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“The definition of insanity is doing the same thing over and over again, but expecting different results.”
One of the critical reasons chess players stop improving is that they don’t analyze their games and fail to pay enough attention to their mistakes at and away from the board. After a win, they are happy and don’t even bother rechecking the variations, and in the case of a tough loss, you may hear from them something along the lines of “I blundered a bishop for no particular reason; if I had played Qc7, I would have been fine”. What should they do differently? In this particular case, it makes sense to try to pinpoint the reason for the blunder and find out why exactly Qc7 was better, and to arrive at a more general conclusion than “this is the strongest move in this particular position”.
When making brief notes after a tournament game, you can already write down your concerns and the problems you have encountered. However, since your time and energy during the event are limited and should be spent in a more efficient manner, it is better to come up with a list of mistakes when you are back home and have analyzed your games in detail.
Unless you are an experienced player, it may be hard for you to create your own classification of the categories of chess mistakes. There is no universally accepted one. You can find some examples of such classifications in the books by GM Axel Smith, IM Mark Dvoretzky, and other respectable authors. The most recent example that I have encountered was presented in GM Davorin Kuljaevic’s highly instructive book “How to Study Chess on Your Own: Creating a Plan and Sticking to It” (New in Chess, 2021). I won’t be reproducing all his suggestions and just give you a sneak preview of what the “Calculation”, “Time management” and “Psychological mistakes” tabs may look like:
• Lazy calculation, not calculating deeply/concretely enough, not overcoming resistance
• Not considering relevant candidate moves
• Not considering relevant candidate moves for the opponent – missing the opponent’s resources
• Wasting time in positions with several non-forcing possibilities
• Mistakes due to time pressure
• Overestimating opponent’s chances (unreasonable fear of counterplay, avoiding risk)
• Avoiding imbalanced positions/tendency to force balanced positions
• Rushed decisions/not improving the position patiently
The other tabs he mentions are “Tactics”, Endgames” and “Openings” with a further breakdown of possible issues.
It is preferable to have a small database of at least 30-50 games of yours in order to obtain enough statistics and to come to a conclusion on which areas you should improve in. However, if you don’t play that many tournaments, you may have to do with a smaller sample (sometimes even nine games – one tournament) since it would take too long to collect the desired number of games. While it is tempting to add your training rapid/blitz games to the mix to solve this issue, I wouldn’t recommend doing that since your mistakes will probably differ depending on the time control. If you have enough patience, you may want to create separate lists of mistakes for classical/rapid/blitz or focus on the format you believe is the most important for you.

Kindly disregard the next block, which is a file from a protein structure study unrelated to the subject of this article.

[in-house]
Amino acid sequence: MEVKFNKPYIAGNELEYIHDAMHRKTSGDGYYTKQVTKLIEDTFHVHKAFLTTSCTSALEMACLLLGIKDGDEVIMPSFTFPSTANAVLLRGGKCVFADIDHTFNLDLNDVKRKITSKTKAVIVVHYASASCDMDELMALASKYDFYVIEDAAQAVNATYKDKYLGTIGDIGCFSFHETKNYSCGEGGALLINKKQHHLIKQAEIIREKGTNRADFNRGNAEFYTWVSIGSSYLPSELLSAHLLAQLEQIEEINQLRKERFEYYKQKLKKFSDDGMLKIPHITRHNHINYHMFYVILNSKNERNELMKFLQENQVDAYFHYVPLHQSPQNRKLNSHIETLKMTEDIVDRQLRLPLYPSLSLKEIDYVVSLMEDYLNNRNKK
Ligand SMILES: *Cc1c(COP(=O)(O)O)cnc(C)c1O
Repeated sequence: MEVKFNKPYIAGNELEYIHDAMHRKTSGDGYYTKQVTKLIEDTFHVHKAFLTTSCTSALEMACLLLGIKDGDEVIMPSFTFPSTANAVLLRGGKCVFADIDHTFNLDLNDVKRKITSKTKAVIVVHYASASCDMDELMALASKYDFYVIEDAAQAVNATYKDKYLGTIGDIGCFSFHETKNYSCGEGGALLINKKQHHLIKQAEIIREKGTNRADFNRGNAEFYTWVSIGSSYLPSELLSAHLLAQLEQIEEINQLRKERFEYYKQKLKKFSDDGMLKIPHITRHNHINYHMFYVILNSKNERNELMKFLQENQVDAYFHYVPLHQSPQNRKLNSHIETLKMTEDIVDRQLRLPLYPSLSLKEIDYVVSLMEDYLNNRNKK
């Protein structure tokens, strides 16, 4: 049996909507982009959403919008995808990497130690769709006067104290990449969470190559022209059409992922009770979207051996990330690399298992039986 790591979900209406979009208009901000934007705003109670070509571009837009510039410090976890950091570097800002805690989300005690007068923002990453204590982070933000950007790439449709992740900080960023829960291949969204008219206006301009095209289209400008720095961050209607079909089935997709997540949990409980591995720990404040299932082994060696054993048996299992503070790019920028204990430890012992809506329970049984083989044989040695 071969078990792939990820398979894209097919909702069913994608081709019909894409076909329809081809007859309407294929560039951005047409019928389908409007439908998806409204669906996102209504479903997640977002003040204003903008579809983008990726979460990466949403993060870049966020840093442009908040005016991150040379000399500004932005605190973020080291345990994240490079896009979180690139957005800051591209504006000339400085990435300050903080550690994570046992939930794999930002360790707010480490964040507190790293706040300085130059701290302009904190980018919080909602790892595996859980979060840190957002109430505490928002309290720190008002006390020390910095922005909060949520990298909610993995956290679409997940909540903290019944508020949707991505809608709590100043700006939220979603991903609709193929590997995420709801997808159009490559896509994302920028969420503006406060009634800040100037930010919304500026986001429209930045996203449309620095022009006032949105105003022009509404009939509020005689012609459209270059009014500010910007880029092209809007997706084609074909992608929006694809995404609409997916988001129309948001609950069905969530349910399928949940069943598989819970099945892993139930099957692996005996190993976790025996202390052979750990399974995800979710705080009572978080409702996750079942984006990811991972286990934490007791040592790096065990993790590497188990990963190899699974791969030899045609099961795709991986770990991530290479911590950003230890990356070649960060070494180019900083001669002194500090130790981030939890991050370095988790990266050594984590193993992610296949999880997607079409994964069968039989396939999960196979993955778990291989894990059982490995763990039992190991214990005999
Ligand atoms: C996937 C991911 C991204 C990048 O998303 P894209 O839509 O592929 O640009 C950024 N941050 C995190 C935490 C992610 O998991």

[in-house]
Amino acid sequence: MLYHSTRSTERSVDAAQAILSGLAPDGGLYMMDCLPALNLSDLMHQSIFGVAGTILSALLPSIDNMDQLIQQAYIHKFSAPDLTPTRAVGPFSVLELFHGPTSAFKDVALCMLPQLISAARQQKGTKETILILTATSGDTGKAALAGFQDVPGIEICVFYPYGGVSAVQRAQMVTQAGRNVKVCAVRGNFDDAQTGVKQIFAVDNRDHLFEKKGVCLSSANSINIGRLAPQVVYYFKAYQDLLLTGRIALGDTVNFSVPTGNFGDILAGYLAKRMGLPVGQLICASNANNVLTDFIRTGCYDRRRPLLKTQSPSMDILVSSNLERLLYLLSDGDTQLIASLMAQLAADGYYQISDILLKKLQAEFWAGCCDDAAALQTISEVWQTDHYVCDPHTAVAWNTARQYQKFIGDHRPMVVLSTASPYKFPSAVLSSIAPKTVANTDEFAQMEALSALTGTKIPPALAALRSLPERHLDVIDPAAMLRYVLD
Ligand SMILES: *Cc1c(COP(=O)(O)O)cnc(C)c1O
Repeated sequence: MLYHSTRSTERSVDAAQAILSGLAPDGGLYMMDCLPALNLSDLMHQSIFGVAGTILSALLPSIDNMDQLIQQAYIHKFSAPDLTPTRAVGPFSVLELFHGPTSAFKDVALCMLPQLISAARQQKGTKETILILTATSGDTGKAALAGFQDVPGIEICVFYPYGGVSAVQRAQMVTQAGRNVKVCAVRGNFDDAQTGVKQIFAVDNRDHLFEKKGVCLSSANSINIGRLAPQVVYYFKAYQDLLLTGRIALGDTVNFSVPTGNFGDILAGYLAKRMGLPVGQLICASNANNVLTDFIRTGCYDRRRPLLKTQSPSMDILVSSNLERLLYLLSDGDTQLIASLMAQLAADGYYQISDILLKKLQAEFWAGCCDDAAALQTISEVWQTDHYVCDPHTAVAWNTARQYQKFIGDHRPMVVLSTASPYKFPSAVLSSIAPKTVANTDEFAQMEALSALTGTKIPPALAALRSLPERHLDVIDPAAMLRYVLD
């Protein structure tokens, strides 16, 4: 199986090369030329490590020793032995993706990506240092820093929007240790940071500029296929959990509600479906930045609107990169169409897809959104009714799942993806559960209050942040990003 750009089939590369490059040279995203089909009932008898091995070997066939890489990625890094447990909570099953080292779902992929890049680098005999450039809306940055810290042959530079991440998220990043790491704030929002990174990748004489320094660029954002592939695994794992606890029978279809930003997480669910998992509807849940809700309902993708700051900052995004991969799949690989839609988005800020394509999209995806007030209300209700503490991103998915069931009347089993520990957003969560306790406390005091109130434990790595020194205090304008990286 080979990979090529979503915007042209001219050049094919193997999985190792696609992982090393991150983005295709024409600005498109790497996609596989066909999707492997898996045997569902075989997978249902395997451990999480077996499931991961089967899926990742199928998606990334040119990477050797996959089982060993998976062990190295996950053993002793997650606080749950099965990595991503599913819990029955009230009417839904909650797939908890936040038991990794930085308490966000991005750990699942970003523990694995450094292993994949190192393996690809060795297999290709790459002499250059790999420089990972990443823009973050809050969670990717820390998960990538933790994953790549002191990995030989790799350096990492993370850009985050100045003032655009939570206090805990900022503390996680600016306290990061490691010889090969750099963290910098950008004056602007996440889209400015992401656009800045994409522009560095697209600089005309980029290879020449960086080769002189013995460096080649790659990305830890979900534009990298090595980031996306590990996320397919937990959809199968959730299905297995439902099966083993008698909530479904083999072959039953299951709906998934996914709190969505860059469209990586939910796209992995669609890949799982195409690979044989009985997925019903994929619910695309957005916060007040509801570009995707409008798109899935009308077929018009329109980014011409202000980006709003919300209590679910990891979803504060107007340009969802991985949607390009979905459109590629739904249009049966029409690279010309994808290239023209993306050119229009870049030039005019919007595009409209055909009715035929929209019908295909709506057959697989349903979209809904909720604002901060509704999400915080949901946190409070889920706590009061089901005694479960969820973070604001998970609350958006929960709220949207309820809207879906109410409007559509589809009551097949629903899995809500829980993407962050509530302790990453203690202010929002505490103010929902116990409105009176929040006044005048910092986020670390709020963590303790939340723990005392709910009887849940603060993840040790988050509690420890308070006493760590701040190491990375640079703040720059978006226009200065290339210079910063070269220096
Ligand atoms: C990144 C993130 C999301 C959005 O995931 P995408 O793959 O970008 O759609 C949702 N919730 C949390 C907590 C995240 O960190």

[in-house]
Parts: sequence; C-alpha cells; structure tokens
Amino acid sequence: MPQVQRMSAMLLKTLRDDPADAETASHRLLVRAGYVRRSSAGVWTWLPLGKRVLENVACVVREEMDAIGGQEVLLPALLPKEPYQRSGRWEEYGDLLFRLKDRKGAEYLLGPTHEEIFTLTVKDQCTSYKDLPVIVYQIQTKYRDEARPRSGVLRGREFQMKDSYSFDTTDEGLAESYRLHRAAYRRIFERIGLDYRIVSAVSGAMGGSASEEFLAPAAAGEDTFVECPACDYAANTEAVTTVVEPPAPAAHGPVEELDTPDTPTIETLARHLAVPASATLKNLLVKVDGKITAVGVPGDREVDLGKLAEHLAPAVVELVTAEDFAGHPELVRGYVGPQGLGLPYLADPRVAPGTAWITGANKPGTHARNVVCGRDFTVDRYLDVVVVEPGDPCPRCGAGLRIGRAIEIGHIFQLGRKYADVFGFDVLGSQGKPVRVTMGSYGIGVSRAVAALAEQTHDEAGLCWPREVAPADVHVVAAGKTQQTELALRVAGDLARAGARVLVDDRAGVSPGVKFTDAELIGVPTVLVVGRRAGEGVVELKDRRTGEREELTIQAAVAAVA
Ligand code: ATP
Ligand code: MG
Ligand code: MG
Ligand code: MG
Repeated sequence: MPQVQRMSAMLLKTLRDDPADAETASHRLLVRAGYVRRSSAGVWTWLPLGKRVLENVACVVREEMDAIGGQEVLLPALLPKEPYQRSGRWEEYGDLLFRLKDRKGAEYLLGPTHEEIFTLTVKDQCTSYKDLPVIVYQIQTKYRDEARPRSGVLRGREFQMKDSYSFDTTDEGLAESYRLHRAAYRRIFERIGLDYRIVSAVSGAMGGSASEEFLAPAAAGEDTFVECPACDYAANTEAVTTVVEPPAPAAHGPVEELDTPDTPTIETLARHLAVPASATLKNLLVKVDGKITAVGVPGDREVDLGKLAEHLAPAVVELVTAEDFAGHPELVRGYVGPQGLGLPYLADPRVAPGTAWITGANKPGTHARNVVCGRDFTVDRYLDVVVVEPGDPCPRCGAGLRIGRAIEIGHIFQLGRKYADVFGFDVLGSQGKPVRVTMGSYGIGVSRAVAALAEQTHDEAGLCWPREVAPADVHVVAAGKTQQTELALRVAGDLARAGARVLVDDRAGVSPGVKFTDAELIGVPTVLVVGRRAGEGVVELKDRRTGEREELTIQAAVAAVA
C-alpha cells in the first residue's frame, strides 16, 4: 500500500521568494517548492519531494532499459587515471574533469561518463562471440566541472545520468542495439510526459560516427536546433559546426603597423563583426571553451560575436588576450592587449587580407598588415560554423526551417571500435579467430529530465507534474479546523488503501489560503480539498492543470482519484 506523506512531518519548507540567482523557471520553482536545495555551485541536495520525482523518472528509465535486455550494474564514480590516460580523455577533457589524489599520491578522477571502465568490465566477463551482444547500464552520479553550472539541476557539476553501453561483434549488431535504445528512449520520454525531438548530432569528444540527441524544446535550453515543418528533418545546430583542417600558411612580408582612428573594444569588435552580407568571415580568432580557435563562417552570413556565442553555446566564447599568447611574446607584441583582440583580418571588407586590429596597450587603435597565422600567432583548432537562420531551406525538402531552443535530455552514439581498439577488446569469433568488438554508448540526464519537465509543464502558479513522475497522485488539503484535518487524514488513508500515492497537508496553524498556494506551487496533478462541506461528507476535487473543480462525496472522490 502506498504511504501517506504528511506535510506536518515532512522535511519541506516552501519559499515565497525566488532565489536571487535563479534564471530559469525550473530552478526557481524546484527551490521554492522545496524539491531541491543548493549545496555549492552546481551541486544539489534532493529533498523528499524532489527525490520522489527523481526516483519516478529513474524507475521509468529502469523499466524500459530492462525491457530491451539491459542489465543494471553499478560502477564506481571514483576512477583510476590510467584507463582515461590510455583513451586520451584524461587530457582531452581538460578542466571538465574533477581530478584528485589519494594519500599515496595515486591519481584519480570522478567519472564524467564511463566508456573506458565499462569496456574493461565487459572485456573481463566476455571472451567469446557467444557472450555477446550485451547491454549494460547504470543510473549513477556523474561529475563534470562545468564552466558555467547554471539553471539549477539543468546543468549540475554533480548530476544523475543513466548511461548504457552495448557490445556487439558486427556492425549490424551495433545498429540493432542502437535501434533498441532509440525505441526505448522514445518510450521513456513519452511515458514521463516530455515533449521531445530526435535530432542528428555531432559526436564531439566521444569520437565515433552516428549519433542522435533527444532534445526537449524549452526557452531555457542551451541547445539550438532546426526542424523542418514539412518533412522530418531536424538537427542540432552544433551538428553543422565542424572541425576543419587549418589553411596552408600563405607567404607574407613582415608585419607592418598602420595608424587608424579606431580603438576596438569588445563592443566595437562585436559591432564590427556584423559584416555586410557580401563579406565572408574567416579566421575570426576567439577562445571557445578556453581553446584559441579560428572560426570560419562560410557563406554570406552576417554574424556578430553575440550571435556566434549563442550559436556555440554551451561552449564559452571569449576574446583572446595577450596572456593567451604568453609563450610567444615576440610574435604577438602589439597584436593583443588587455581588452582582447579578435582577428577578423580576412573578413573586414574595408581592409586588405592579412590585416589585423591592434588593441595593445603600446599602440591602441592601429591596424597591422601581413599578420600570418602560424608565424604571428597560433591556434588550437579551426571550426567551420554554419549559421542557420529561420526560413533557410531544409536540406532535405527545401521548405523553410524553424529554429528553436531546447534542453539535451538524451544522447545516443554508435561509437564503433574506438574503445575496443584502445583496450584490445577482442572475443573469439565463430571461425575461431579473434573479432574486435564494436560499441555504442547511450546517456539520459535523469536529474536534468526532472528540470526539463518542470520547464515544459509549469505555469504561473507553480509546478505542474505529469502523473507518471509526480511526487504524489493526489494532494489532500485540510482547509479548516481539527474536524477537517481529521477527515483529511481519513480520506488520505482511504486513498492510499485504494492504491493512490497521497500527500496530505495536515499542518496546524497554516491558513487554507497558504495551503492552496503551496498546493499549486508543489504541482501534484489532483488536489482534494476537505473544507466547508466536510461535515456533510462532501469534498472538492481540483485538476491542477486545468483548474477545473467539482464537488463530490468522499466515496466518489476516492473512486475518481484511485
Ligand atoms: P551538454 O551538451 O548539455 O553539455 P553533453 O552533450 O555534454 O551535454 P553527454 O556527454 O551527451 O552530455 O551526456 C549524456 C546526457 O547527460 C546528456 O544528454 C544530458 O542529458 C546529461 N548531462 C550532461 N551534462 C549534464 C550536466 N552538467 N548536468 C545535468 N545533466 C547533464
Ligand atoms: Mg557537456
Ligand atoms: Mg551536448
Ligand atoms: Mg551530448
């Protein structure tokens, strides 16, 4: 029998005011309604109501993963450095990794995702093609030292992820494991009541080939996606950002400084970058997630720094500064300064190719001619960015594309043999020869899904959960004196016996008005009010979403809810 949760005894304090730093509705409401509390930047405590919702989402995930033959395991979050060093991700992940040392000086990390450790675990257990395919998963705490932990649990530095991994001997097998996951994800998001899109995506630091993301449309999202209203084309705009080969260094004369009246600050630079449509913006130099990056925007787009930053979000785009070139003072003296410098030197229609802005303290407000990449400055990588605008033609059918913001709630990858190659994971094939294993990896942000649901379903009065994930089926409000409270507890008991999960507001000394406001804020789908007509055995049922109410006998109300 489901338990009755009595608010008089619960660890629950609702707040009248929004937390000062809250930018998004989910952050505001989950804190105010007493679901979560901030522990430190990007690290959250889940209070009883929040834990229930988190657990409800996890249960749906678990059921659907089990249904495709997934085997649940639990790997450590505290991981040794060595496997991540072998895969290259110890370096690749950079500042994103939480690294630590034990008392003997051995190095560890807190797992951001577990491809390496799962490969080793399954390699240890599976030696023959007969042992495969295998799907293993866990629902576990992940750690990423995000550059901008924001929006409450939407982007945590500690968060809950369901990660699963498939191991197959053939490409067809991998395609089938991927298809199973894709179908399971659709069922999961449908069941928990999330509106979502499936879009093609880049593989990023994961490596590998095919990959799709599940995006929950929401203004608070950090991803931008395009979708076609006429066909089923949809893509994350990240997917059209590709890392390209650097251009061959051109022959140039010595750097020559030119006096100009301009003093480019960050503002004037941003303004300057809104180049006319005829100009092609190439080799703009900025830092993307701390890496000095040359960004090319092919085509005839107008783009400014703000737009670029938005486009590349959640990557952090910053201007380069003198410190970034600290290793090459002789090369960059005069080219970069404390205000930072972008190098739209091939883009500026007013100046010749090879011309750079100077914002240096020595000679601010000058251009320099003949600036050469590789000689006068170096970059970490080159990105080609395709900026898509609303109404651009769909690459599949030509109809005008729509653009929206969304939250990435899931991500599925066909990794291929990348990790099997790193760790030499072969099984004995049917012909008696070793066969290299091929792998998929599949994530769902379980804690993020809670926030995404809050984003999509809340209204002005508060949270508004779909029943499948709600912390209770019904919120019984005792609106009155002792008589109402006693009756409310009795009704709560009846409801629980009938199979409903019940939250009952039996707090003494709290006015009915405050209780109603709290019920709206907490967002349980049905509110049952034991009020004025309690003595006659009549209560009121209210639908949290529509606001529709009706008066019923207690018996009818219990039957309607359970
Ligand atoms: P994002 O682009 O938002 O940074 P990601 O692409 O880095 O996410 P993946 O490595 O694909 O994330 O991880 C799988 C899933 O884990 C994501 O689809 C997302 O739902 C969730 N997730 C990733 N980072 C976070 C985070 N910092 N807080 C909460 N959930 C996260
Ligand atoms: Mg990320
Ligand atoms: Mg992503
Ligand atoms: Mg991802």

Once you process all the games in the database, you should calculate how many times each type of mistake has occurred.
For example, let’s say that you end up seeing “Not considering relevant candidate moves for the opponent – missing the opponent’s resources” pop up in 37 games out of 50 and being the most popular chess mistake you make. Clearly, this means that you should work on your prophylactic thinking. One of the possible solutions could be to work through a book such as “Recognizing Your Opponent’s Resources: Developing Preventive Thinking” by IM Mark Dvoretzky.
Let’s say the next item on the list, 28 games out of 50, is “Not considering relevant candidate moves”. You may want to check out a section in the Magnus Trainer app about chess calculation, where you will find tips on how to improve your calculation methods and to make the most of candidate moves, as well as solve a number of exercises to develop the optimal thinking habits.
Rinse and repeat as long as you have items left on the list, as well as time and willingness to study.
One common problem with most chess books is that they leave the human factor out of the equation and treat chess players as if they were chess engines: emotionless, tireless, perfectly fit, etc.
In reality, having the right chess skills is no guarantee whatsoever that you will perform well in the game if your body or mind fails you for some reason at a critical moment. Therefore, it is useful to assess the outcome of each tournament critically and to suggest a “cure” for each “disease” you have encountered. To give you a better idea of what I am talking about, here is an illustration of how a list of an inexperienced chess player might look like after an event:
When it comes to top pros, they usually have a stringent regime that they follow during tournaments. It is tailored specifically towards their needs and works like a Swiss watch. However, even they encounter hiccups from time to time and would benefit from doing a quick self-check after every tournament. And if we are talking about club players, they typically make a huge number of general mistakes, eliminating which could potentially significantly improve their tournament performances.
Creating a perfect list of mistakes and proposing adequate solutions is not something one can expect right away from an average tournament player. However, please don’t be dismayed by the daunting task in front of you. Take one step at a time, consult a chess coach or other credible sources of chess information, and one day you will become a much stronger player than you are now!